- Extracellular vesicles released by viable cells (exosomes and microvesicles) have emerged as important organelles supporting cell-cell communication. Because of their potential therapeutic significance, important efforts are being made toward characterizing the contents of these vesicles and the mechanisms that govern their biogenesis. It has been recently demonstrated that the lipid modifying enzyme, phospholipase D (PLD)2, is involved in exosome production and acts downstream of the small GTPase, ARF6.
- This article provides a historical account of the discovery, chemistry, and biochemistry of two ubiquitous phosphoglycerolipids, phosphatidylserine (PS) and phosphatidylethanolamine (PE), including the ether lipids. In addition, the article describes the biosynthetic pathways for these phospholipids and how these pathways were elucidated. Several unique functions of PS and PE in mammalian cells in addition to their ability to define physical properties of membranes are discussed. For example, the translocation of PS from the inner to the outer leaflet of the plasma membrane of cells occurs during apoptosis and during some other specific physiological processes, and this translocation is responsible for profound life-or-death events.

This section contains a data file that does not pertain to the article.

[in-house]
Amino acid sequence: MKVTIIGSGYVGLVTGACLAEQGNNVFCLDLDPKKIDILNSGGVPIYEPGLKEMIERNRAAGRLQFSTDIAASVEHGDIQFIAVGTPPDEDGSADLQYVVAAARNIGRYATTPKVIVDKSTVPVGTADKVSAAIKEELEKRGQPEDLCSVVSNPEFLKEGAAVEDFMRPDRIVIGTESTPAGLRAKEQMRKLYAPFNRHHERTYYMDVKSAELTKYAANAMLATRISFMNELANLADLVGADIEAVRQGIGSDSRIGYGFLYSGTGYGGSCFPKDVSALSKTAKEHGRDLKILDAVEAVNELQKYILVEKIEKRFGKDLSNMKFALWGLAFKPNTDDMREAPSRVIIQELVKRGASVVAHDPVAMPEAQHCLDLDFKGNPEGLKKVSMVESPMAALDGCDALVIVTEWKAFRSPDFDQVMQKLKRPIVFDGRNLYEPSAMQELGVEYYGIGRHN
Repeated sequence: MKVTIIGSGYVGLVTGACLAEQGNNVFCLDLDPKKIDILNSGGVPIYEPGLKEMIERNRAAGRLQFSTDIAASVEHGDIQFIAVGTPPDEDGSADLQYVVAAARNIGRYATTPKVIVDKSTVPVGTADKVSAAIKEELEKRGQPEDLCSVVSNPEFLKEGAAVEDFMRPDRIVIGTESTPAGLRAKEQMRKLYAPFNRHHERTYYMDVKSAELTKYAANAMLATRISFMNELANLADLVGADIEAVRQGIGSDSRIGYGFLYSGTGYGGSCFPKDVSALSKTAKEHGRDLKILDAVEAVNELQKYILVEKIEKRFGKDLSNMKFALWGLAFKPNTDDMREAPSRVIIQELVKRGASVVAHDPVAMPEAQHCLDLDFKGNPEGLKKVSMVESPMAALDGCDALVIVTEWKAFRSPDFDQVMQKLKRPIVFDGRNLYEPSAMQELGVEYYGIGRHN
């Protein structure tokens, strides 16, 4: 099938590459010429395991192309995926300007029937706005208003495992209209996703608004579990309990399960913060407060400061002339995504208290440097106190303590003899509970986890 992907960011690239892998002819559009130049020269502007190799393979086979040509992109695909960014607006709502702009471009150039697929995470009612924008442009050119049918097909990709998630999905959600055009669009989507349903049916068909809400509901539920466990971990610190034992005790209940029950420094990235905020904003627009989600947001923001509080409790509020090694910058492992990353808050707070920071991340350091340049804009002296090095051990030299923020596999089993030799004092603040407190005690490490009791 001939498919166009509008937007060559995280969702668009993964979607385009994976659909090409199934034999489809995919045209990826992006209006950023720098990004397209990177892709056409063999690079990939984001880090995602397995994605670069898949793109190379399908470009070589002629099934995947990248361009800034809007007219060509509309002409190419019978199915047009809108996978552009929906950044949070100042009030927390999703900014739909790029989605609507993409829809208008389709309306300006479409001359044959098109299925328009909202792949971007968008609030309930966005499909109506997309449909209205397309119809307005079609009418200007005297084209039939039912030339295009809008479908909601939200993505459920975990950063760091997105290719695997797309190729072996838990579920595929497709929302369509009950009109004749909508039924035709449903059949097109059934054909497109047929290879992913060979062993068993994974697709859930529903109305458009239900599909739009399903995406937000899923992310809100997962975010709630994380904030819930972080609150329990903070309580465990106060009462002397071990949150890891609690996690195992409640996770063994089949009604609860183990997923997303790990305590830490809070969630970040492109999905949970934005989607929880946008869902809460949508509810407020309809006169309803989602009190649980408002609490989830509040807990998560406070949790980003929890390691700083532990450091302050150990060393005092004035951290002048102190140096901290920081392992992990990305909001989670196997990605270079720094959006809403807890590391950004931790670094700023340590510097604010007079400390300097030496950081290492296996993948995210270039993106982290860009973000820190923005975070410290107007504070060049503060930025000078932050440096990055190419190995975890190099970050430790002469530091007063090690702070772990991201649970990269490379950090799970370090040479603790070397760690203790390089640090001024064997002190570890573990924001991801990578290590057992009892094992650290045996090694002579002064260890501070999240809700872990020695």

- Glycosylphosphatidylinositol-anchored proteins (GPI-APs) contain a covalently linked GPI anchor located on outer cell membranes. GPI-APs are ubiquitously conserved from protozoa to vertebrates and are critical for physiological events such as development, immunity, and neurogenesis in vertebrates. Both membrane-anchored and soluble GPI-APs play a role in regulating their protein conformation and functional properties. Several pathways mediate the release of GPI-APs from the plasma membrane by vesiculation or cleavage.
- Among more than 30 members of the phospholipase A2 (PLA2) superfamily, secreted PLA2 (sPLA2) enzymes represent the largest family, being Ca2+-dependent low-molecular-weight enzymes with a His-Asp catalytic dyad. Individual sPLA2s exhibit unique tissue and cellular distributions and enzymatic properties, suggesting their distinct biological roles. Recent studies using transgenic and knockout mice for nearly a full set of sPLA2 subtypes, in combination with sophisticated lipidomics as well as biochemical and cell biological studies, have revealed distinct contributions of individual sPLA2s to various pathophysiological events, including production of pro- and anti-inflammatory lipid mediators, regulation of membrane remodeling, degradation of foreign phospholipids in microbes or food, or modification of extracellular noncellular lipid components.